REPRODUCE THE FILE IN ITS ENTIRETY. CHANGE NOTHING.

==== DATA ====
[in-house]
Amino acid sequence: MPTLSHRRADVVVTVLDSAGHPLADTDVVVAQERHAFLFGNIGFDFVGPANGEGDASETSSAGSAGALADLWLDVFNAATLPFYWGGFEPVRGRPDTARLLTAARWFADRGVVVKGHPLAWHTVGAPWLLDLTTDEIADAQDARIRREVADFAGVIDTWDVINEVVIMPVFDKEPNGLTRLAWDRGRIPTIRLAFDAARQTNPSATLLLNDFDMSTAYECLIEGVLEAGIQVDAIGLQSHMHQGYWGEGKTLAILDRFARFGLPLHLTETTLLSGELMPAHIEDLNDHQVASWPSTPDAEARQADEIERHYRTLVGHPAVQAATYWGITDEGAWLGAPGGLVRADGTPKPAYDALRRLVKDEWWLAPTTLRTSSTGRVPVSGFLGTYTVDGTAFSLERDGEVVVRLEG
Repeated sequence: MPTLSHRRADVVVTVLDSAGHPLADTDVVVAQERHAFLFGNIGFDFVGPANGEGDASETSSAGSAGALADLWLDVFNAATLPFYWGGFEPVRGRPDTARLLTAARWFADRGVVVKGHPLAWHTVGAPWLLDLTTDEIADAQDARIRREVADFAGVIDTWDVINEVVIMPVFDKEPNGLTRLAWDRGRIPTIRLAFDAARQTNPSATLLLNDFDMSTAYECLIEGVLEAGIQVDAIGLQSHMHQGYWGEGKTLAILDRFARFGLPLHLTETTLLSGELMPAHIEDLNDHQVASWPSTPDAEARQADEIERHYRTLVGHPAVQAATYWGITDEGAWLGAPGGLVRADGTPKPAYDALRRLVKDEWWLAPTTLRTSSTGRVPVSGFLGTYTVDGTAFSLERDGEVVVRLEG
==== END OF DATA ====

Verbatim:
[in-house]
Amino acid sequence: MPTLSHRRADVVVTVLDSAGHPLADTDVVVAQERHAFLFGNIGFDFVGPANGEGDASETSSAGSAGALADLWLDVFNAATLPFYWGGFEPVRGRPDTARLLTAARWFADRGVVVKGHPLAWHTVGAPWLLDLTTDEIADAQDARIRREVADFAGVIDTWDVINEVVIMPVFDKEPNGLTRLAWDRGRIPTIRLAFDAARQTNPSATLLLNDFDMSTAYECLIEGVLEAGIQVDAIGLQSHMHQGYWGEGKTLAILDRFARFGLPLHLTETTLLSGELMPAHIEDLNDHQVASWPSTPDAEARQADEIERHYRTLVGHPAVQAATYWGITDEGAWLGAPGGLVRADGTPKPAYDALRRLVKDEWWLAPTTLRTSSTGRVPVSGFLGTYTVDGTAFSLERDGEVVVRLEG
Repeated sequence: MPTLSHRRADVVVTVLDSAGHPLADTDVVVAQERHAFLFGNIGFDFVGPANGEGDASETSSAGSAGALADLWLDVFNAATLPFYWGGFEPVRGRPDTARLLTAARWFADRGVVVKGHPLAWHTVGAPWLLDLTTDEIADAQDARIRREVADFAGVIDTWDVINEVVIMPVFDKEPNGLTRLAWDRGRIPTIRLAFDAARQTNPSATLLLNDFDMSTAYECLIEGVLEAGIQVDAIGLQSHMHQGYWGEGKTLAILDRFARFGLPLHLTETTLLSGELMPAHIEDLNDHQVASWPSTPDAEARQADEIERHYRTLVGHPAVQAATYWGITDEGAWLGAPGGLVRADGTPKPAYDALRRLVKDEWWLAPTTLRTSSTGRVPVSGFLGTYTVDGTAFSLERDGEVVVRLEG